More Bad News for Independents
This new paradigm will hurt independent filmmakers and the producers that rely on word-of-mouth to build momentum for wider releases. Independent films already face an uphill battle securing screens in a landscape dominated with studio content.
The struggle will only be exacerbated by the recent court decision to allow the studios to monopolize theaters once again, either through direct ownership, block booking, and circuit dealing, known as the Paramount decrees.
The US district court decision to end the Paramount decrees will likely be the death knell to independent theaters, and thereby independent films on the big screen in the United States. The number of independent theaters has plummeted in this age of significant media consolidation. Only three chains, AMC, Regal, and Cinemark, control over half of the nation’s 41,000 screens.
Because of the pandemic, some independent theaters have already closed permanently, and many more are in danger of doing so soon without new films to screen and mandatory statewide closures, like the one just upheld by a judge in New Jersey.
Acquire Unrestricted Access to SVOD Rate Cards for Feature Films Streaming in the World’s Largest Markets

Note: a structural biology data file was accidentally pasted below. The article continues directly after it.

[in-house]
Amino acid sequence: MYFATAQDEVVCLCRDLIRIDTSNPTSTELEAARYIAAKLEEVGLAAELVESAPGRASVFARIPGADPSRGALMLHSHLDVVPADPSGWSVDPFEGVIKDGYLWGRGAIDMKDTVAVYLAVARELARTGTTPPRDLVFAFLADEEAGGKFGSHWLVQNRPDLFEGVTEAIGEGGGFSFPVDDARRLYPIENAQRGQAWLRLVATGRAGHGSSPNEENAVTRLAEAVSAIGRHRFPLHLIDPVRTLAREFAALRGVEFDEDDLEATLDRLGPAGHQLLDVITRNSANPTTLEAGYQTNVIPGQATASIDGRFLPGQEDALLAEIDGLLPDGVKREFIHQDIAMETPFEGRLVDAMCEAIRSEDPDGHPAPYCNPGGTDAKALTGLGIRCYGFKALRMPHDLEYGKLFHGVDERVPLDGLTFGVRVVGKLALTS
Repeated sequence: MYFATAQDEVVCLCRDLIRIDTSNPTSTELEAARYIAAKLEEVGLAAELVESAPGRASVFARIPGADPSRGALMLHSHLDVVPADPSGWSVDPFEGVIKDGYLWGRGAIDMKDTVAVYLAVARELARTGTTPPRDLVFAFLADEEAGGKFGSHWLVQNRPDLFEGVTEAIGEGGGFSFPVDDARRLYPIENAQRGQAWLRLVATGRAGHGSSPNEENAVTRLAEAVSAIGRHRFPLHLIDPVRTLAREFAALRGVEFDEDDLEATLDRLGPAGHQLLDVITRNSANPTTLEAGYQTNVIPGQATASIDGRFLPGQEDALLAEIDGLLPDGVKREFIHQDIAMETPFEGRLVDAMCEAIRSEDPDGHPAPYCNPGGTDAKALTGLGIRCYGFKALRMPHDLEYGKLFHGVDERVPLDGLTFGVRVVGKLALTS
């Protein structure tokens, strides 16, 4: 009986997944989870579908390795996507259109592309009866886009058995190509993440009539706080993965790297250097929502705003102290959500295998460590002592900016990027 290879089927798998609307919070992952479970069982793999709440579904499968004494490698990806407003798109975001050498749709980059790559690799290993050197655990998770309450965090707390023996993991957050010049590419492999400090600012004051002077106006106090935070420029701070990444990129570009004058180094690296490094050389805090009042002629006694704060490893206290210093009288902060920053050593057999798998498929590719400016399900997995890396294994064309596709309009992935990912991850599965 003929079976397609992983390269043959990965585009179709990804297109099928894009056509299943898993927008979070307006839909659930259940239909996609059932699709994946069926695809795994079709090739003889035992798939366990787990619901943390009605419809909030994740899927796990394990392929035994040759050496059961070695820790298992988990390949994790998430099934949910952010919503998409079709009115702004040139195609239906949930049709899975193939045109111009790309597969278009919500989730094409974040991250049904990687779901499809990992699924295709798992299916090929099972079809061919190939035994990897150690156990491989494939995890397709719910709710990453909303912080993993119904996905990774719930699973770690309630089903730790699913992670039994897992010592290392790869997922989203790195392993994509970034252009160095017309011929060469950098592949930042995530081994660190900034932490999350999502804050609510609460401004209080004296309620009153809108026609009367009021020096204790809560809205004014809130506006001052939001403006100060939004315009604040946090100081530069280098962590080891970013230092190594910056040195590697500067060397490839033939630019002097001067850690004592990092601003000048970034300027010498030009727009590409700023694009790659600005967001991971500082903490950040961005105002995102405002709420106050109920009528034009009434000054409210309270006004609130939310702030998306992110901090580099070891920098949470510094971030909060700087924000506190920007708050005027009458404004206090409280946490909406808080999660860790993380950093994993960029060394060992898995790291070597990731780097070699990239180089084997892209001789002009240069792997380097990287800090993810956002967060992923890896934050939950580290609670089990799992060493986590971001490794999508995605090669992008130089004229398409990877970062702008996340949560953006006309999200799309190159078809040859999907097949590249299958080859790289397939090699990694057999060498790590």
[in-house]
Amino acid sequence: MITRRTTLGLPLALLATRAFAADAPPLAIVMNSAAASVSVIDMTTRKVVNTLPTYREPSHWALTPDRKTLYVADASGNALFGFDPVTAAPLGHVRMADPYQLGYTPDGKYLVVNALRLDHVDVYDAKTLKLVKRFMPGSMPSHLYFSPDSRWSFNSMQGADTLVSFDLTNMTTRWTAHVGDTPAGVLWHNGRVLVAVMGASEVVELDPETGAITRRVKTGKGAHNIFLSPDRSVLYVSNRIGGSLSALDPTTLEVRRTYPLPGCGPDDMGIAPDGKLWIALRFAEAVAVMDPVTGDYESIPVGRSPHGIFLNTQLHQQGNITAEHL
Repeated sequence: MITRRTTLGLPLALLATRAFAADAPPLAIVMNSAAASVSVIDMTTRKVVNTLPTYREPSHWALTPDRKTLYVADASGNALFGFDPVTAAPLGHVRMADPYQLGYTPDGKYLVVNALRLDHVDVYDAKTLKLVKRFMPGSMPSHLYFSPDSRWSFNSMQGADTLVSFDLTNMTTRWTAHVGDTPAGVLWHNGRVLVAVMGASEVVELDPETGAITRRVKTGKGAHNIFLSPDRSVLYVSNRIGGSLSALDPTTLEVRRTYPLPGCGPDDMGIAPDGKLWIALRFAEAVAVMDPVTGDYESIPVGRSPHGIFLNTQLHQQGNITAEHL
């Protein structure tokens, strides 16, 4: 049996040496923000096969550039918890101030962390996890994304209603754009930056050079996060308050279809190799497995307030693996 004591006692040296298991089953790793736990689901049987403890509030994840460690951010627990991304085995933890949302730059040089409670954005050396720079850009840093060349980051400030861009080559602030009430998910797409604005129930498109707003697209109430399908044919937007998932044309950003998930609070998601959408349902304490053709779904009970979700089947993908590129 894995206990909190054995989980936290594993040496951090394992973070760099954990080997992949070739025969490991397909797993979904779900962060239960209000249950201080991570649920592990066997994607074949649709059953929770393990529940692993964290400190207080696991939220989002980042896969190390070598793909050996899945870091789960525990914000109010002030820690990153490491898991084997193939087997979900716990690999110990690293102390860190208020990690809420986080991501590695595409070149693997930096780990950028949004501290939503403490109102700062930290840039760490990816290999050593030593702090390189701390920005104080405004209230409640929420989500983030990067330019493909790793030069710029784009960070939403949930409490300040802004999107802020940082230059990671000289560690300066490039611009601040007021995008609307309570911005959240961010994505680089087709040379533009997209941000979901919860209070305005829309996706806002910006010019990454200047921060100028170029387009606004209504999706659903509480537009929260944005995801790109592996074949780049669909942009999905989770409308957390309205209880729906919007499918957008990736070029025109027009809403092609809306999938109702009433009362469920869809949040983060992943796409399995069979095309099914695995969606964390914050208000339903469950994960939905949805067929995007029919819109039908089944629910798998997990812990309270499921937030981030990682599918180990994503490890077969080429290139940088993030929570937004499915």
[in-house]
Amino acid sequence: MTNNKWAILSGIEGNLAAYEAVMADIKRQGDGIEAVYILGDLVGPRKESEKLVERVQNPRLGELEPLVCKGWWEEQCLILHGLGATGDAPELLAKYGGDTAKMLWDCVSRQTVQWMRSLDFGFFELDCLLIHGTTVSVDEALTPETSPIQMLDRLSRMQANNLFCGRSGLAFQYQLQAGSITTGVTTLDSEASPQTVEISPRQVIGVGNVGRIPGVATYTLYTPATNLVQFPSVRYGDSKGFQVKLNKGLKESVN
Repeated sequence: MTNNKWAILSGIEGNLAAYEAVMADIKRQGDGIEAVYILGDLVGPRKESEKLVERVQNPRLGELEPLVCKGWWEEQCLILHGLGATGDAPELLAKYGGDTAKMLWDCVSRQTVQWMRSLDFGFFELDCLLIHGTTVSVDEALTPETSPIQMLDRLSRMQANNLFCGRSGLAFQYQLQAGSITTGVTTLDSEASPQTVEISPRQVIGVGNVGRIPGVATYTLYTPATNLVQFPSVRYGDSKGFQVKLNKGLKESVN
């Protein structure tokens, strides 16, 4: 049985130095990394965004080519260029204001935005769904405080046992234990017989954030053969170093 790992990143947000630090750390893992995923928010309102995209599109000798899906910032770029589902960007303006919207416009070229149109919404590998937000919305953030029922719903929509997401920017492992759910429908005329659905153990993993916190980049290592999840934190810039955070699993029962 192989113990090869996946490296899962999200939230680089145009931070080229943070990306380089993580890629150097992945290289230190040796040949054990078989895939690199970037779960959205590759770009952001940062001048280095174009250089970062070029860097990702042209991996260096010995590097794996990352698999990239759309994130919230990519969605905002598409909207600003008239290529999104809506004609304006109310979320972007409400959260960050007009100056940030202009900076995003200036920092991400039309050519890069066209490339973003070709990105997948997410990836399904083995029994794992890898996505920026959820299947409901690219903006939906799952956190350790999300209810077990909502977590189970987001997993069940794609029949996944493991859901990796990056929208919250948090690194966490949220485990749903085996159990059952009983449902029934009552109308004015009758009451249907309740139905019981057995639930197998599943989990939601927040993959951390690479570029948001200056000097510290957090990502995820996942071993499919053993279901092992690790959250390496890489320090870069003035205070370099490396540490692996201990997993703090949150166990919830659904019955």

The SVOD Film Licensing Series enables you to calculate past, present, and future film revenue.
Exploit nonpublic licensing rates to uncover what streamers pay for content.
Rise of PVOD
PVOD, or Premium Video-on-Demand, is the rental of recent films on digital platforms, usually costing $20 for 48 hours. The digital leaders in this space are Apple’s iTunes, Amazon Video, and Google Play. Several cable providers like Comcast and AT&T also allow subscribers to rent newer films through their set-top boxes.
AMC recently released its own PVOD platform, but it’s unclear how this will fit in under its new model with Universal Pictures.
If more films are made available via PVOD, then technology companies, social media platforms, and internet delivery services that currently don’t have a means for getting content to subscribers will likely scramble to enter the market.